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Winds stoke Washington wildfires; Okanogan, Omak, Republic at risk

Brian MacLean, left, of Okanogan, Jeff Demmitt of Omak and Pat Harris of Omak keep an eye on wildfire creeping toward a friend’s near Omak on Friday.
Brian MacLean, left, of Okanogan, Jeff Demmitt of Omak and Pat Harris of Omak keep an eye on wildfire creeping toward a friend’s near Omak on Friday. The Seattle Times

Strong winds blowing through the Okanogan Valley on Friday fanned several already raging wildfires, pushing them beyond containment lines toward several towns in the Northeastern part of the state.

“The situation in the Okanogan Valley is much more dire today,” Washington Public Lands Commissioner Peter Goldmark said. “We have gusts of 25 to 30 mph blowing and spreading the fires, which are now threatening Okanogan, Omak, even Republic.”

With more than 1,100 state Department of Natural Resources employees joined by hundreds of contractors, municipal firefighters, Washington National Guard members, federal workers and crews from at least four other states now battling fires in Washington, the state has largely tapped out its firefighting resources, Goldmark said.

Tor the first time in history, the state has asked for volunteers to help the effort — citizens who already have training or can be trained to “safely and seamlessly be integrated” into the overall firefighting efforts.

“We’re all doing what we can to protect people and structures, Goldmark said.

President Obama declared an emergency in Washington and has ordered federal aid to supplement state and local response efforts.

Obama’s action, which authorizes the Department of Homeland Security and the Federal Emergency Management Agency to coordinate all disaster relief efforts, means Washington will be eligible to recoup up to 75 percent of the costs to respond to the wildfires.

It also provides direct assistance on the ground in affected communities — with food, debris removal, grief counselors and other resources, said Karina Shagren, a spokeswoman for the Washington Military Department.

With Washington now among the hardest hit of Western states dealing with unusually fierce wildfires this season, reinforcements are streaming in from other states.

In all, 18 fires of at least 100 acres are burning in Washington, with more than 400,000 acres combined — 625 square miles — now scorched.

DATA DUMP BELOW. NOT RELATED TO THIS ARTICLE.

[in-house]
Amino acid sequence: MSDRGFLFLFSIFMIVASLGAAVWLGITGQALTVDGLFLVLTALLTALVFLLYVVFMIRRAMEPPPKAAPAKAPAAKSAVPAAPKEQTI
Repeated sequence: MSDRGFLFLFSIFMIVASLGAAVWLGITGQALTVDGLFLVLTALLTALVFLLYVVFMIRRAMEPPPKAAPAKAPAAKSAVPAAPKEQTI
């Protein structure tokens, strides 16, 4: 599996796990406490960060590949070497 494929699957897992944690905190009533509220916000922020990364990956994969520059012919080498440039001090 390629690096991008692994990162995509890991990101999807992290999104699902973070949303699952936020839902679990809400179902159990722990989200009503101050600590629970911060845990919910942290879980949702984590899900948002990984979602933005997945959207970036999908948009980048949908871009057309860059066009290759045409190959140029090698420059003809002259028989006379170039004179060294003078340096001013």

Little relief is expected from gusty winds in many areas now under siege, the National Weather Service reported Friday.

The raging fires northwest of Omak represented the primary threat to population centers, Goldmark and others said.

Known as the Okanogan Complex fires, the four-lightning sparked blazes grew to a combined 161,663 acres late Thursday, but that number was quickly eclipsed Friday amid erratic winds, said Dan Omdal, a spokesman for the fire’s incident management team.

The blazes are threatening at least 5,100 homes, state DNR officials reported.

All of the fires were in danger of spreading, officials said.

Wind direction has been shifting rapidly, sometimes by 360 degrees in a matter of minutes, said Todd Magliocca, of the Okanogan County emergency operations center.

That can create extremely dangerous conditions for firefighters, who might have to sacrifice structures for safety, officials said.

High winds were also grounding aircraft.

The Okanogan fires “are all kind of bleeding together at this point, and threatening (the town of) Okanogan pretty seriously and Omak, too,” Goldmark said.

At least one of the blazes, called the Tunk Block fire, had crossed state Route 20 north of Riverside, racing toward the rurally populated Aeneas Valley and the town of Republic beyond it.

Amid the gusts, fire crews throughout Okanogan County took on a defensive posture Friday, working to protect generators, power lines and structures, Omdal said.

Evacuation orders remained in effect for the towns of Twisp, Winthrop, Conconully, Riverside and parts of Omak, officials said, and new evacuations were being called for in Okanogan and various rural areas, officials said.

The Twisp River fire didn’t experience the rapid growth overnight Thursday that other fires did, Goldmark said.

Three U.S. Forest Service firefighters died in the blaze that erupted Wednesday afternoon and four others were injured. That fire then blew up to about 8,000 acres, but its size has since leveled out.

The Chelan Complex fires grew by Friday to a combined 134,602 acres, fire information officer Wayne Patterson said.

More than 1,000 firefighters were working on four fires now, as several fires merged Thursday.

Officials overseeing the battle in Chelan County said strong winds seen in the past few hours proved to be less dangerous than feared and more resources became available for the effort.

Cooler weather is expected to prevail Saturday (Aug. 22).

Firefighters made advances in a fire near Pateros, north of Chelan, said Clay Templin, head of Southwest Area Incident Management Team 1.

About 1,000 people were subject to Level 3 evacuations — the highest level — and 354 others were given Level 2 notices, for which they’re expected to be ready to leave at a moment’s notice, said Rich Magnussen, an emergency management specialist for Chelan County.

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